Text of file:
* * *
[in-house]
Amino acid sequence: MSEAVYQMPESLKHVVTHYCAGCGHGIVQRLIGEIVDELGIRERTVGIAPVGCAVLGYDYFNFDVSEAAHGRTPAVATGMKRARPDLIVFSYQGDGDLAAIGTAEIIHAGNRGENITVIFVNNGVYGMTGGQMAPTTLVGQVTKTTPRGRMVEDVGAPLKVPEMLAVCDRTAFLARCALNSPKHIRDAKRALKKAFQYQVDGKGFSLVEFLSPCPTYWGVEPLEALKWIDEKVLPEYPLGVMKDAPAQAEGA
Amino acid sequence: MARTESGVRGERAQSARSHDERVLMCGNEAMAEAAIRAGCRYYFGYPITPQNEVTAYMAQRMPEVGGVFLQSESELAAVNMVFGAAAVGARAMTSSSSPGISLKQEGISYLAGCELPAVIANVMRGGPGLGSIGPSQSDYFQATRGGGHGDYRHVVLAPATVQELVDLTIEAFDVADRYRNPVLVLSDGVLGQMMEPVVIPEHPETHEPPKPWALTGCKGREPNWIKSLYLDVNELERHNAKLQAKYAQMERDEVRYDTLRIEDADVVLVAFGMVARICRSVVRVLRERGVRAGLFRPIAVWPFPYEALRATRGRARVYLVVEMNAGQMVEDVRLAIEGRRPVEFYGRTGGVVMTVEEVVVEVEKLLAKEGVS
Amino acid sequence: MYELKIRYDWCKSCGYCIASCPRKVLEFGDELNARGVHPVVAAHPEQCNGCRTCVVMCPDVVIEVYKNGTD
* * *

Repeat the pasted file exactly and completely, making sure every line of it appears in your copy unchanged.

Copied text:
[in-house]
Amino acid sequence: MSEAVYQMPESLKHVVTHYCAGCGHGIVQRLIGEIVDELGIRERTVGIAPVGCAVLGYDYFNFDVSEAAHGRTPAVATGMKRARPDLIVFSYQGDGDLAAIGTAEIIHAGNRGENITVIFVNNGVYGMTGGQMAPTTLVGQVTKTTPRGRMVEDVGAPLKVPEMLAVCDRTAFLARCALNSPKHIRDAKRALKKAFQYQVDGKGFSLVEFLSPCPTYWGVEPLEALKWIDEKVLPEYPLGVMKDAPAQAEGA
Amino acid sequence: MARTESGVRGERAQSARSHDERVLMCGNEAMAEAAIRAGCRYYFGYPITPQNEVTAYMAQRMPEVGGVFLQSESELAAVNMVFGAAAVGARAMTSSSSPGISLKQEGISYLAGCELPAVIANVMRGGPGLGSIGPSQSDYFQATRGGGHGDYRHVVLAPATVQELVDLTIEAFDVADRYRNPVLVLSDGVLGQMMEPVVIPEHPETHEPPKPWALTGCKGREPNWIKSLYLDVNELERHNAKLQAKYAQMERDEVRYDTLRIEDADVVLVAFGMVARICRSVVRVLRERGVRAGLFRPIAVWPFPYEALRATRGRARVYLVVEMNAGQMVEDVRLAIEGRRPVEFYGRTGGVVMTVEEVVVEVEKLLAKEGVS
Amino acid sequence: MYELKIRYDWCKSCGYCIASCPRKVLEFGDELNARGVHPVVAAHPEQCNGCRTCVVMCPDVVIEVYKNGTD